Capable of encoding massive amounts of data into a package more than 1,000 times smaller than with standard compression, this technology is poised to revolutionize the use of digital terrain maps (DTMs) in restricted environments (e.g., tablets, smart phones, embedded systems).
Developed at NASA’s Armstrong Flight Research Center, this software system integrates innovative encoding and decoding algorithms to provide (1) a 5,000:1 compression ratio and (2) rapid/continuous decompression in constrained computing situations. It enables users to access and create customized DTMs from a variety of data sources using a single, easy-to-use graphical user interface.
To fully understand the significance of this technology’s dramatic capabilities, consider the application for which it was originally developed: preventing aircraft collisions with the ground. Developed in collaboration with the U.S. Air Force, this innovation was created to locally decode and render DTMs for high-performance military airplanes needing automatic course correction in response to unexpected/dynamic events.
The technology’s extraordinary capabilities enable an aircraft-based system to:
-- Provide access to DTMs with significantly higher fidelity than ever before
-- Store a greater number of DTMs, covering an entire continent or even the entire world
-- Decompress those DTMs more rapidly than was previously possible, providing real-time rendering of a continuously updated local map
Standard compression methods provide only a 4:1 compression ratio—that is, the original file size is reduced only by one-fourth. In an aircraft—or in other computing-constrained environments—this shortcoming in compression capability limits the number of DTMs that can be stored locally at any one time. In the case of an airplane, technicians must swap out the DTMs in between flights, which introduces the opportunity for human error and requires extensive manual quality-control work.
NASA’s technology can compress extensive DTMs at the highly efficient ratio of 5,000:1. Compared to the standard 4:1 ratio, this compression ratio is enormously more effective. For example, a 22-megabyte (22 MB) DTM that previously could be compressed only down to 5.5 MB can now be shrunk to a miniscule 4.4 kilobytes (4.4 KB).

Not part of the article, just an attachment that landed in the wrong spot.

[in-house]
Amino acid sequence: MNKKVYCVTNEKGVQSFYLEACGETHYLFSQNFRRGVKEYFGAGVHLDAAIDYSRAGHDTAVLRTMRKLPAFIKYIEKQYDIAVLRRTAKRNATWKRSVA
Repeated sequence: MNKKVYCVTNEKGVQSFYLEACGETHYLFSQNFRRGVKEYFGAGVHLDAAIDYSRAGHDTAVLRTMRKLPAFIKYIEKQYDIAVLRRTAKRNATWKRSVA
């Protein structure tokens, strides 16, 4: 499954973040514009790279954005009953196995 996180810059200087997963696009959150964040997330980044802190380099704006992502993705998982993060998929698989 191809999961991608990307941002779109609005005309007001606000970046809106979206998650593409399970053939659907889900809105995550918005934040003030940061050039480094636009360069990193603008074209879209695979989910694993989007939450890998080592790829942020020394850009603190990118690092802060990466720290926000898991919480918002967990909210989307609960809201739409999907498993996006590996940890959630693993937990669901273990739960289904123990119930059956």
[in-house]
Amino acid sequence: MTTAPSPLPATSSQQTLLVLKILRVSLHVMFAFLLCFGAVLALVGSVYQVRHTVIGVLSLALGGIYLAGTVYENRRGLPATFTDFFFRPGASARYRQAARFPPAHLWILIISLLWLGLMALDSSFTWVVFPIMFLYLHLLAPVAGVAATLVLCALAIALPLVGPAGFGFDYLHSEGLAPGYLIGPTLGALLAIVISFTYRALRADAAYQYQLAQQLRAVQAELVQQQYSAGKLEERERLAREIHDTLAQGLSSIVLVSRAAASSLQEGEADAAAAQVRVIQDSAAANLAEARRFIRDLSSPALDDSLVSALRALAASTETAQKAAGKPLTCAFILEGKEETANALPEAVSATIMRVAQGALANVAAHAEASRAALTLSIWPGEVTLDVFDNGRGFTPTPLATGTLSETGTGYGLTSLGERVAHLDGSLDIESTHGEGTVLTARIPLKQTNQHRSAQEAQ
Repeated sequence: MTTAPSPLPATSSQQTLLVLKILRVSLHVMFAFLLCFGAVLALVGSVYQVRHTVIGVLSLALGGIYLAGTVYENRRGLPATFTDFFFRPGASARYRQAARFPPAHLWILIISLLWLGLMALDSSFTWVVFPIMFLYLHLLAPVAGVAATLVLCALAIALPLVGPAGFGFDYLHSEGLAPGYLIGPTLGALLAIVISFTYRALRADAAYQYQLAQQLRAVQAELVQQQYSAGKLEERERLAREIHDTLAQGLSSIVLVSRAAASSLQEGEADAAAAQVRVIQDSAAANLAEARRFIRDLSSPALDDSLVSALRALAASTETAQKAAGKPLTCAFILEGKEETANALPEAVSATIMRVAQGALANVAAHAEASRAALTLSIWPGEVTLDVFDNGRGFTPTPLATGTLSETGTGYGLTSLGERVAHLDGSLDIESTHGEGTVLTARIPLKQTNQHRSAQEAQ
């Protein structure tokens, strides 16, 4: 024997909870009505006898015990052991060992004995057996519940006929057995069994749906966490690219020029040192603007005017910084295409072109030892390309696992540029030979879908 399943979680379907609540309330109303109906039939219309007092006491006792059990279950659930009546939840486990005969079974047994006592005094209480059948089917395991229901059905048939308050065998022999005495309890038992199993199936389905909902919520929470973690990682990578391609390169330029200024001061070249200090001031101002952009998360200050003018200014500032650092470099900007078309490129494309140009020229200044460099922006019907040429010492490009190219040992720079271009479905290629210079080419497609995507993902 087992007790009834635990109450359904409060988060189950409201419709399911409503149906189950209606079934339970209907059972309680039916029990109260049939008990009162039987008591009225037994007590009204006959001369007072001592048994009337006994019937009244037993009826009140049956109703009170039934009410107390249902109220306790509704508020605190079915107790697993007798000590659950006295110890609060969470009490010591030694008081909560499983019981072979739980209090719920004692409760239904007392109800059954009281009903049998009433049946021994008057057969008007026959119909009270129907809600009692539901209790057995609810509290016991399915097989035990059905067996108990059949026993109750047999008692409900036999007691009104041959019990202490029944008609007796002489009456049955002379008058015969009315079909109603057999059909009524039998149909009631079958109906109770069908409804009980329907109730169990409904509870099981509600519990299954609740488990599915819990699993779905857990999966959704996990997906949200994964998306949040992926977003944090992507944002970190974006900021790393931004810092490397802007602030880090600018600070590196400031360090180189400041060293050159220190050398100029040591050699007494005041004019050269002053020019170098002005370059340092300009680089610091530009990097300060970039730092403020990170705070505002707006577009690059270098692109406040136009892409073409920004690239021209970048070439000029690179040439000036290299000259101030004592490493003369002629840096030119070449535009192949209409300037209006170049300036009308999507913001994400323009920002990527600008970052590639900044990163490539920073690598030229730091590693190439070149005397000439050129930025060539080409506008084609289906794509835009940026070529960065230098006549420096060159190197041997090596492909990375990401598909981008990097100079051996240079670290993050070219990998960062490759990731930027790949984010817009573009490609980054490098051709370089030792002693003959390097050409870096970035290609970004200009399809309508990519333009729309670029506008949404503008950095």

Although aviation is the original target for this valuable technology, NASA’s software has a wide range of applications. It is useful in any computing-constrained, real-time, embedded environment where both significant compression and very fast local decompression are needed. This includes situations where line-of-sight needs to be rapidly computed, where continual surfaces need to be analyzed, and/or where terrain routes need to be analyzed and planned.
Potential applications include:
-- Automotive global positioning systems (GPS)
-- Geographical prediction and planning (wind turbines, watershed, weather, urban planning)
-- Marine charting systems
-- Geospatial/Geographic information systems (GIS)
-- Medical software
-- Earth science data collection
-- Gaming systems
-- Software that analyzes 3D continual surfaces
-- Software that analyzes and plans terrain routes
As a single example, the software is forming the basis for an intelligent cruise control that would achieve better fuel economy in cars.
- 2016 Electronics Category Winner
- 2016 Top 100 Entries
ABOUT THE ENTRANT
Name: Mark Skoog
Type of entry: team
Shaun McWherter, NASA Armstrong Flight Research Center Mark Skoog, NASA Armstrong Flight Research Center Jamie Willhite, NASA Armstrong Flight Research Center Loyd Hook, University of Tulsa (formerly NASA Armstrong Flight Research Center)
Number of times previously entering contest:1
Patent status: patented